So as Jon rides with the promise of freedom, Thorne receives the freedom to finally command, Sam receives the freedom of self, and Aemon receives the freedom of peace.
Sansa attempted to give Theon a different sort of freedom: redemption. Locked away in her tower and abused, she appealed to the man now known as Reek with an appeal for help. Brienne and Pod are waiting just outside the walls of Winterfell, awaiting a candle in the window of the highest tower for their signal that Sansa’s situation has necessitated rescue. Theon could connect those dots, but faced with the choice of being loyal to family or loyal to his torturer, he chose safety from what "could always be worse." He retreats to Sansa’s husband with the news.
In turn, Ramsay Bolton gives Sansa a gift of his own creation. True to his house’s sigil, that of a flayed man, is the flayed body of the woman who promised Sansa help from friends in the north, and gave the instructions of that candle scheme.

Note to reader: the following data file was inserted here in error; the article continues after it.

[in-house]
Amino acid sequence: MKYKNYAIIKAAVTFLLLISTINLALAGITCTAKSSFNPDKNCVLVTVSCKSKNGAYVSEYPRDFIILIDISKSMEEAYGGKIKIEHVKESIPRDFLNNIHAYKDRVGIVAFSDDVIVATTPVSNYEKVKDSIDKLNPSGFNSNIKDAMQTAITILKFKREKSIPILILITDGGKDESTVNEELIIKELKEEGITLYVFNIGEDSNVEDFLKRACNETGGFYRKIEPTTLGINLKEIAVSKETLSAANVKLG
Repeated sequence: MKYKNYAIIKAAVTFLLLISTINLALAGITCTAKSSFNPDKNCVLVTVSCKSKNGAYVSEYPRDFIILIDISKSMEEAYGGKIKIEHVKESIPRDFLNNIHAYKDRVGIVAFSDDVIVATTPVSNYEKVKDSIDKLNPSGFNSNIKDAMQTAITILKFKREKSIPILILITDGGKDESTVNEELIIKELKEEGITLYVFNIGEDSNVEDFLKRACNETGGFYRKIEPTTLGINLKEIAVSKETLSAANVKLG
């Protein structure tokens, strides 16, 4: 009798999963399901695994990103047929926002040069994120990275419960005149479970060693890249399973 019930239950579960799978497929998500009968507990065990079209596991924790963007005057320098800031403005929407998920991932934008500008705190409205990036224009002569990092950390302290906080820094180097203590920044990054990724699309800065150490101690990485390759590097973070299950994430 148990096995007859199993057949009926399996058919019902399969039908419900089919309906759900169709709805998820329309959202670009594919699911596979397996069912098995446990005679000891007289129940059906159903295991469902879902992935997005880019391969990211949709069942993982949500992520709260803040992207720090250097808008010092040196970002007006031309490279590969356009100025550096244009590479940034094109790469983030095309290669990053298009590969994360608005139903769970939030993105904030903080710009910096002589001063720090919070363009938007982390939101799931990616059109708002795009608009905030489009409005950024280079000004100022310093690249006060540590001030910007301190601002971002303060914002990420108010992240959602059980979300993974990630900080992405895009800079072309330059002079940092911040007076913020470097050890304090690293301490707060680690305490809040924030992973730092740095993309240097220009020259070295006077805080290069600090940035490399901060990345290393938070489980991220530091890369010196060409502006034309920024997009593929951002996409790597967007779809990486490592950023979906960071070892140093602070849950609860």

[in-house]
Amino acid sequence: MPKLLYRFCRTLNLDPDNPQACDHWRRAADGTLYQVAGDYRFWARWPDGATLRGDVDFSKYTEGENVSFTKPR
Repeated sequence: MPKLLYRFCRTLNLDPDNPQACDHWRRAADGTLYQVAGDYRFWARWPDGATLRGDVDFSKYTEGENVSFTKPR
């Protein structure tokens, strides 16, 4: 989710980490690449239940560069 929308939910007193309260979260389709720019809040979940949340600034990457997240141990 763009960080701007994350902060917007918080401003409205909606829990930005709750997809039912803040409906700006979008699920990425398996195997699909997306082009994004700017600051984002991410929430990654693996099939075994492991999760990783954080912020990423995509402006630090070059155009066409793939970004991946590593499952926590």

Sansa’s plotline has descended from one of abuse, to one of abuse and isolation. Redemption of her storyline would be so sweet, but Game of Thrones has promised nothing more in that regard.
The Red Woman, a.k.a the sorceress Melisandre, offered Stannis Baratheon her own sort of gift: victory in his march through the snow, and victory at the castle of Winterfell. Freedom to rule. This was promised through the sacrifice of "King’s Blood," a requirement in the magic performed by the Red Woman, but one not seen as required by other Red Priests in Westeros, such as Thoros of Myr and his strange healing abilities. Thoros merely required prayer, but the satisfaction of Melisandre’s magical prophesies has been in constant restraint of her key ingredient.
Blood Magic is something real and powerful in the world of ice and fire, as we saw it resurrect three Dragons at the conclusion of season one. But does Melisandre truly know the fire she claims to wield? It would seem that King-claimant Stannis lets that same question linger, and when Melisandre asks for his only and beloved daughter to bring the gift of victory in dire conditions, he promptly dismisses her from his sight.